I spent a little too long customising my character before getting stuck into Heroes of Ruin; you can't rush off into battle against hordes of skeleton pirates and bipedal sharks without looking the part, after all. Of the four classes the game will have on offer, only two of them were available at this point: the Vindicator, a tank of sorts, and the Gunslinger, who, well, slings guns. I chose the former, a class which looks remarkably like a Thundercat. I took a good few minutes to customise the pattern of my fur and mane and then took my first steps in the game.

Heroes of Ruin is an action RPG with an emphasis on co-op play. Despite offering the story and usual array of role-playing mechanics to support a single-player campaign, George Wright, producer on the title, admits that the game "definitely comes to life in multiplayer". As such, I was able to play the game with a wing man. With me as the tank, and an amiable fellow from Square Enix as the Gunslinger, we set off into the mouth of a seaside cavern.

Speaking to a chap at the entrance, we're given our quest: to slay the legendary Leviathan that dwells within. Generally speaking, each dungeon will have a main quest and several optional side-quests to get on with. In this case, however, the side-quests must be completed before tackling the main event.

Each dungeon in the game is randomly generated, which lends itself to the co-op nature of the game perfectly. Whether you're playing with a friend or a random bloke you bumped into on the train, there's a good chance you'll have played certain levels already. With dungeons being randomly generated, however, it's new each time, and you'll be rewarded with different loot for doing so. Enemies are scaled appropriately, too. So if you're playing with somebody who's a good few levels lower than you, your foes will be adjusted to a level that works for both of you.

First up, me and my gun-slinging chum had to take down the skeletal captain of a wrecked ship. This proved little trouble for me and my hulking great big sword. Then, we had to retrieve the conch capable of summoning the Leviathan from a pair of tentacle-waving sea-things; a mini-boss, if you will. Combat is a case of hammering on the B button until the beasties fall, with special attacks mapped to the Y button. With enough enemies downed, you'll eventually level up, where you'll be assigned points that can then be invested in a skill tree. Depending on your choices here, you can tailor your character to a specific combat discipline. You know the drill.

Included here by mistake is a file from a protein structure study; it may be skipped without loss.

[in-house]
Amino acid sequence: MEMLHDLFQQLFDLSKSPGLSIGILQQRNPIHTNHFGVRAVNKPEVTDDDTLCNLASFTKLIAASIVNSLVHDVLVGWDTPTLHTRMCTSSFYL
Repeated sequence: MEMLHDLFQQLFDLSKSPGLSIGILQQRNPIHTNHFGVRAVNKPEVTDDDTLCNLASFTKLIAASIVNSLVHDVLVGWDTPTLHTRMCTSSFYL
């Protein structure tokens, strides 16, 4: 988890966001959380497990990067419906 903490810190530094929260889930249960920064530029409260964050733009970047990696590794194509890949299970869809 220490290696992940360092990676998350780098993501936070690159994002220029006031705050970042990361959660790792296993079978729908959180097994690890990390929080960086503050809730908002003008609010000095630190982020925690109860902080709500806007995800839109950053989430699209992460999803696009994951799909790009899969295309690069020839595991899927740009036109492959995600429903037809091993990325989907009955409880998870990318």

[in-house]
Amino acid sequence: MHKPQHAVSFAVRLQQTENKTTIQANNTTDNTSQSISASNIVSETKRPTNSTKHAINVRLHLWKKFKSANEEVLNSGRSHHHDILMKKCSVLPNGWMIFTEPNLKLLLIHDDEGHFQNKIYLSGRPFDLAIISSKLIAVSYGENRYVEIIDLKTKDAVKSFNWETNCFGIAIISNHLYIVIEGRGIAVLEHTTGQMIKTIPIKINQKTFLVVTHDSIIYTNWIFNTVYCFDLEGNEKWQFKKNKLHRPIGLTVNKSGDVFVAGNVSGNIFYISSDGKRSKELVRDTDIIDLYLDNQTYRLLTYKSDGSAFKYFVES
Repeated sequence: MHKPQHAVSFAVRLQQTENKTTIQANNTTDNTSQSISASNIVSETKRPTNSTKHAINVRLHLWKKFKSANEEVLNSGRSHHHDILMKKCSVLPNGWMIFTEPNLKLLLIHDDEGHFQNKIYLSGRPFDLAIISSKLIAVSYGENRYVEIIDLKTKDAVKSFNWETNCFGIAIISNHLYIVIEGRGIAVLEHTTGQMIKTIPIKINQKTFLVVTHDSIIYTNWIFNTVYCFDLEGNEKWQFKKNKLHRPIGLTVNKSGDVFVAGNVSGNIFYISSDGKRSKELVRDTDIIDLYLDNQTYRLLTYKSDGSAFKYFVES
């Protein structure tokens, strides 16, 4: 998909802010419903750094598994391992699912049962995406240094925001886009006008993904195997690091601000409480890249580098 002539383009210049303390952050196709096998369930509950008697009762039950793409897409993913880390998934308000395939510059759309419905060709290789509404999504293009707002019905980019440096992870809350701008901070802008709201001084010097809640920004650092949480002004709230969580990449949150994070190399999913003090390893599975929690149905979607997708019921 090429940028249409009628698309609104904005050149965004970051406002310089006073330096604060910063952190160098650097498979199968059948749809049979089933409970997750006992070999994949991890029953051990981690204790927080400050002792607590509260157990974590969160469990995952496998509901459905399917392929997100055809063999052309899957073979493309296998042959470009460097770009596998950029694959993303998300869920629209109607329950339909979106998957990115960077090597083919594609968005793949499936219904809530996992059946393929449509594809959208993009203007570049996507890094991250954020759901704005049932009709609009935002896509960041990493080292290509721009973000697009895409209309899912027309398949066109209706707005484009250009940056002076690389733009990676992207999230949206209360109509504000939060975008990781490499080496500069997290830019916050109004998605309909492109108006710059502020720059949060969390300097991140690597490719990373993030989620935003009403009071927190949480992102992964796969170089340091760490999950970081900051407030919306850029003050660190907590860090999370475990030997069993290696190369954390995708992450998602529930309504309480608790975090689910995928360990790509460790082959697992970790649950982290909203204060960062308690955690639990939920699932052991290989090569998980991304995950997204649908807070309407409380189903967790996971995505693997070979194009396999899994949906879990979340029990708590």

After buying a new skill - a shockwave attack with impressive range - we blew the conch and prepared to fight the Leviathan. This was a familiar case of learning his attack patterns, and attacking at the right moments. After a few minutes, the beast was done.

Heroes of Ruin boasts an impressive 80,000 pieces of weapon and armour, which can be traded in a rather interesting way using the 3DS' Street Pass feature. The ten most recent items you've collected form a list, which is viewable by other players of the game when you're out and about. So, if you're playing on the train, and another player happens to see an item of yours they like, they can purchase it there and then. It's like walking around with a mini auction house in your pocket.

Spot Pass is also used in an interesting way. Each day, three unique daily challenges can be undertaken, with a dedicated XP bar that leads to specific rewards. Unlike the random nature of the main game, these will be the same for everybody. There's even a weekly challenge, which although harder, offers more XP as a result.

The 3DS - with all its connected features - is a great home for the RPG genre. And yet still there's not a single title to prove this. Heroes of Ruin is a good solution to that problem. While the core gameplay has been seen a hundred times before in different guises, the co-op and social features the game is built around are rather interesting.

Heroes of Ruin is due for release in 2012 for Nintendo 3DS.